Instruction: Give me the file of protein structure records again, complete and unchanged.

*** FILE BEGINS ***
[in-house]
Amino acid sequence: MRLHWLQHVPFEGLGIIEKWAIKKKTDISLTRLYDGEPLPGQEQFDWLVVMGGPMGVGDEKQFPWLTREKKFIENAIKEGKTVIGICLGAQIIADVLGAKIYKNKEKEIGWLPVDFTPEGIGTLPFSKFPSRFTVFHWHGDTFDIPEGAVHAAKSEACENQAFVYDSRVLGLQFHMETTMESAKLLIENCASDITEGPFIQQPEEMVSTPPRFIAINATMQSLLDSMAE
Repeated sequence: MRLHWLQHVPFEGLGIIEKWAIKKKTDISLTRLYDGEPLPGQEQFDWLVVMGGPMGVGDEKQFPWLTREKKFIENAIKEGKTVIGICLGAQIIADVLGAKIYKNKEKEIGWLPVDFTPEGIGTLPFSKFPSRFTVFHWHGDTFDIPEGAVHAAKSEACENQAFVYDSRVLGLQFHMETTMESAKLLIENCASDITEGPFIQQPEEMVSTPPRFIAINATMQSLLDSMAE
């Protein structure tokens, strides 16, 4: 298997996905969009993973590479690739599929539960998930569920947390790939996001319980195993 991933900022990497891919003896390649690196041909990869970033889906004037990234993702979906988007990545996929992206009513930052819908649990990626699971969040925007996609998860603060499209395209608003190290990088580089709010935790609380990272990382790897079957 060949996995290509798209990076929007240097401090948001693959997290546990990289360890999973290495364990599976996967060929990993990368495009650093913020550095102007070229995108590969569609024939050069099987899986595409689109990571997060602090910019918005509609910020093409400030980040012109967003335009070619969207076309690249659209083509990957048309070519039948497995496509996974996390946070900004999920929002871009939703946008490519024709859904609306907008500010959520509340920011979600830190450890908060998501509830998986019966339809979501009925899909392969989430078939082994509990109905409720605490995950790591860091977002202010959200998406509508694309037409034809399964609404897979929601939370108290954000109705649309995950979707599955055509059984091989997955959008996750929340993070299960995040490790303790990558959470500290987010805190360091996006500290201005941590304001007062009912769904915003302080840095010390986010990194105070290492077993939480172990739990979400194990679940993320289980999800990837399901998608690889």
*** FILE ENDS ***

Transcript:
[in-house]
Amino acid sequence: MRLHWLQHVPFEGLGIIEKWAIKKKTDISLTRLYDGEPLPGQEQFDWLVVMGGPMGVGDEKQFPWLTREKKFIENAIKEGKTVIGICLGAQIIADVLGAKIYKNKEKEIGWLPVDFTPEGIGTLPFSKFPSRFTVFHWHGDTFDIPEGAVHAAKSEACENQAFVYDSRVLGLQFHMETTMESAKLLIENCASDITEGPFIQQPEEMVSTPPRFIAINATMQSLLDSMAE
Repeated sequence: MRLHWLQHVPFEGLGIIEKWAIKKKTDISLTRLYDGEPLPGQEQFDWLVVMGGPMGVGDEKQFPWLTREKKFIENAIKEGKTVIGICLGAQIIADVLGAKIYKNKEKEIGWLPVDFTPEGIGTLPFSKFPSRFTVFHWHGDTFDIPEGAVHAAKSEACENQAFVYDSRVLGLQFHMETTMESAKLLIENCASDITEGPFIQQPEEMVSTPPRFIAINATMQSLLDSMAE
């Protein structure tokens, strides 16, 4: 298997996905969009993973590479690739599929539960998930569920947390790939996001319980195993 991933900022990497891919003896390649690196041909990869970033889906004037990234993702979906988007990545996929992206009513930052819908649990990626699971969040925007996609998860603060499209395209608003190290990088580089709010935790609380990272990382790897079957 060949996995290509798209990076929007240097401090948001693959997290546990990289360890999973290495364990599976996967060929990993990368495009650093913020550095102007070229995108590969569609024939050069099987899986595409689109990571997060602090910019918005509609910020093409400030980040012109967003335009070619969207076309690249659209083509990957048309070519039948497995496509996974996390946070900004999920929002871009939703946008490519024709859904609306907008500010959520509340920011979600830190450890908060998501509830998986019966339809979501009925899909392969989430078939082994509990109905409720605490995950790591860091977002202010959200998406509508694309037409034809399964609404897979929601939370108290954000109705649309995950979707599955055509059984091989997955959008996750929340993070299960995040490790303790990558959470500290987010805190360091996006500290201005941590304001007062009912769904915003302080840095010390986010990194105070290492077993939480172990739990979400194990679940993320289980999800990837399901998608690889």